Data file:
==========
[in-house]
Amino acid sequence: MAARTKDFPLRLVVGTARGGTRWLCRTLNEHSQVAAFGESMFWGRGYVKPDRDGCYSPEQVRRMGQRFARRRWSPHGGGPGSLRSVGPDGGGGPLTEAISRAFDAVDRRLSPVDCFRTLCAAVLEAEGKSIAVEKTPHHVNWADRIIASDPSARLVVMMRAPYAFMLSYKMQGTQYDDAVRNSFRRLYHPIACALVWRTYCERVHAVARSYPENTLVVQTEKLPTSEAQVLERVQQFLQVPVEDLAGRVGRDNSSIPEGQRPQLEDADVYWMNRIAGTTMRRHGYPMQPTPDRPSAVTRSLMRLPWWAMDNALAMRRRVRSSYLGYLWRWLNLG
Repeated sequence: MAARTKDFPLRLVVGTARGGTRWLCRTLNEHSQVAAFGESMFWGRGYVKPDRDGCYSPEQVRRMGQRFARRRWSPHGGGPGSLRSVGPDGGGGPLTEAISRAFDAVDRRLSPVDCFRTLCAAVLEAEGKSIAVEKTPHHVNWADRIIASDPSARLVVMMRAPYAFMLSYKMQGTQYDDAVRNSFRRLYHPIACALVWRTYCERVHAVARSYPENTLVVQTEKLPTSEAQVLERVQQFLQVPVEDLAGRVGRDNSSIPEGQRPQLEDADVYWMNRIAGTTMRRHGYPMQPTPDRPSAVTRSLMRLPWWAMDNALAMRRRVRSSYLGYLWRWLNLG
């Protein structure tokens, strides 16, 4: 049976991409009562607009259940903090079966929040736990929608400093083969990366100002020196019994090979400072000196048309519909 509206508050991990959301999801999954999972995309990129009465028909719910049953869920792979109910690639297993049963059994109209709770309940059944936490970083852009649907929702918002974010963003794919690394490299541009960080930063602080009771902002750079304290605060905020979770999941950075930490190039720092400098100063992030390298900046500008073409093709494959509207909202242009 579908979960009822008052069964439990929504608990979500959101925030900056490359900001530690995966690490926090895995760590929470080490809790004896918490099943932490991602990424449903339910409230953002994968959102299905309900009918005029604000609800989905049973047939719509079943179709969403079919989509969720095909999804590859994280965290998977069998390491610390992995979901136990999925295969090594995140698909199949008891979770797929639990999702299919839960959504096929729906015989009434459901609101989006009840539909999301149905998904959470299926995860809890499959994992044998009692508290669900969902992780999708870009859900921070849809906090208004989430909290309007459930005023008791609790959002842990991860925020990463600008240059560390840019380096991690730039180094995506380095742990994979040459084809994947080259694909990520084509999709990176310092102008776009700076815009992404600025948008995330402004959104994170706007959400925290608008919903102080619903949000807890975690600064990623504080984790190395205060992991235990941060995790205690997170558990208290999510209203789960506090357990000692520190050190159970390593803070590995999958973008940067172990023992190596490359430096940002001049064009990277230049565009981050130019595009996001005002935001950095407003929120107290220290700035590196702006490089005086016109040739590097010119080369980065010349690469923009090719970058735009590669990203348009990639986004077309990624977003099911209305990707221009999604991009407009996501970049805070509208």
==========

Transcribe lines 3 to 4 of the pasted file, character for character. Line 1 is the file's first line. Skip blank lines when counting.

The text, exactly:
Repeated sequence: MAARTKDFPLRLVVGTARGGTRWLCRTLNEHSQVAAFGESMFWGRGYVKPDRDGCYSPEQVRRMGQRFARRRWSPHGGGPGSLRSVGPDGGGGPLTEAISRAFDAVDRRLSPVDCFRTLCAAVLEAEGKSIAVEKTPHHVNWADRIIASDPSARLVVMMRAPYAFMLSYKMQGTQYDDAVRNSFRRLYHPIACALVWRTYCERVHAVARSYPENTLVVQTEKLPTSEAQVLERVQQFLQVPVEDLAGRVGRDNSSIPEGQRPQLEDADVYWMNRIAGTTMRRHGYPMQPTPDRPSAVTRSLMRLPWWAMDNALAMRRRVRSSYLGYLWRWLNLG
């Protein structure tokens, strides 16, 4: 049976991409009562607009259940903090079966929040736990929608400093083969990366100002020196019994090979400072000196048309519909 509206508050991990959301999801999954999972995309990129009465028909719910049953869920792979109910690639297993049963059994109209709770309940059944936490970083852009649907929702918002974010963003794919690394490299541009960080930063602080009771902002750079304290605060905020979770999941950075930490190039720092400098100063992030390298900046500008073409093709494959509207909202242009 579908979960009822008052069964439990929504608990979500959101925030900056490359900001530690995966690490926090895995760590929470080490809790004896918490099943932490991602990424449903339910409230953002994968959102299905309900009918005029604000609800989905049973047939719509079943179709969403079919989509969720095909999804590859994280965290998977069998390491610390992995979901136990999925295969090594995140698909199949008891979770797929639990999702299919839960959504096929729906015989009434459901609101989006009840539909999301149905998904959470299926995860809890499959994992044998009692508290669900969902992780999708870009859900921070849809906090208004989430909290309007459930005023008791609790959002842990991860925020990463600008240059560390840019380096991690730039180094995506380095742990994979040459084809994947080259694909990520084509999709990176310092102008776009700076815009992404600025948008995330402004959104994170706007959400925290608008919903102080619903949000807890975690600064990623504080984790190395205060992991235990941060995790205690997170558990208290999510209203789960506090357990000692520190050190159970390593803070590995999958973008940067172990023992190596490359430096940002001049064009990277230049565009981050130019595009996001005002935001950095407003929120107290220290700035590196702006490089005086016109040739590097010119080369980065010349690469923009090719970058735009590669990203348009990639986004077309990624977003099911209305990707221009999604991009407009996501970049805070509208």